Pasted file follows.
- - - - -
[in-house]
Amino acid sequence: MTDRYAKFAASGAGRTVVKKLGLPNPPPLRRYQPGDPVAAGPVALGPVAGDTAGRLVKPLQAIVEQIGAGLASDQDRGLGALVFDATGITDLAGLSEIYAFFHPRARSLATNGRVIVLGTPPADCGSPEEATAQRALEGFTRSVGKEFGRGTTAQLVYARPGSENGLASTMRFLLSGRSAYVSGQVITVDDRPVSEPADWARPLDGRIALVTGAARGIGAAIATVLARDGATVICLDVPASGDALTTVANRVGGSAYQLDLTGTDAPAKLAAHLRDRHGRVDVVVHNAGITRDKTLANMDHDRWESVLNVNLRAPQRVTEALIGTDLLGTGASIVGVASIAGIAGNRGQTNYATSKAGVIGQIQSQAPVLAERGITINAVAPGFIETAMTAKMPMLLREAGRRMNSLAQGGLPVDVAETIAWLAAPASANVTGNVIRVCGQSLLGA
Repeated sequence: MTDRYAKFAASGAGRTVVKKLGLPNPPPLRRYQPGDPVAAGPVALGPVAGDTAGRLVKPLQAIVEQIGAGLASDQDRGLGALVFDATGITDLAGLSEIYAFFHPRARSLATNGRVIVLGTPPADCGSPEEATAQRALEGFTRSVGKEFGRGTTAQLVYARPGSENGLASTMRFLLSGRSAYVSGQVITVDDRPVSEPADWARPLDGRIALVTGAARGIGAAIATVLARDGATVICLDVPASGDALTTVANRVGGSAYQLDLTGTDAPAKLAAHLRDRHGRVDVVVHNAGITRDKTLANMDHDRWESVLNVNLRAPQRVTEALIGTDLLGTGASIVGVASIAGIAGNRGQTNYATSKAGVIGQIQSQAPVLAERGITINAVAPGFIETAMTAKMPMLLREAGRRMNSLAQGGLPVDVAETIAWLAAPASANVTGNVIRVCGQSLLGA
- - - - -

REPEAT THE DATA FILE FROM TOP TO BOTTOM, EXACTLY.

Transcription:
[in-house]
Amino acid sequence: MTDRYAKFAASGAGRTVVKKLGLPNPPPLRRYQPGDPVAAGPVALGPVAGDTAGRLVKPLQAIVEQIGAGLASDQDRGLGALVFDATGITDLAGLSEIYAFFHPRARSLATNGRVIVLGTPPADCGSPEEATAQRALEGFTRSVGKEFGRGTTAQLVYARPGSENGLASTMRFLLSGRSAYVSGQVITVDDRPVSEPADWARPLDGRIALVTGAARGIGAAIATVLARDGATVICLDVPASGDALTTVANRVGGSAYQLDLTGTDAPAKLAAHLRDRHGRVDVVVHNAGITRDKTLANMDHDRWESVLNVNLRAPQRVTEALIGTDLLGTGASIVGVASIAGIAGNRGQTNYATSKAGVIGQIQSQAPVLAERGITINAVAPGFIETAMTAKMPMLLREAGRRMNSLAQGGLPVDVAETIAWLAAPASANVTGNVIRVCGQSLLGA
Repeated sequence: MTDRYAKFAASGAGRTVVKKLGLPNPPPLRRYQPGDPVAAGPVALGPVAGDTAGRLVKPLQAIVEQIGAGLASDQDRGLGALVFDATGITDLAGLSEIYAFFHPRARSLATNGRVIVLGTPPADCGSPEEATAQRALEGFTRSVGKEFGRGTTAQLVYARPGSENGLASTMRFLLSGRSAYVSGQVITVDDRPVSEPADWARPLDGRIALVTGAARGIGAAIATVLARDGATVICLDVPASGDALTTVANRVGGSAYQLDLTGTDAPAKLAAHLRDRHGRVDVVVHNAGITRDKTLANMDHDRWESVLNVNLRAPQRVTEALIGTDLLGTGASIVGVASIAGIAGNRGQTNYATSKAGVIGQIQSQAPVLAERGITINAVAPGFIETAMTAKMPMLLREAGRRMNSLAQGGLPVDVAETIAWLAAPASANVTGNVIRVCGQSLLGA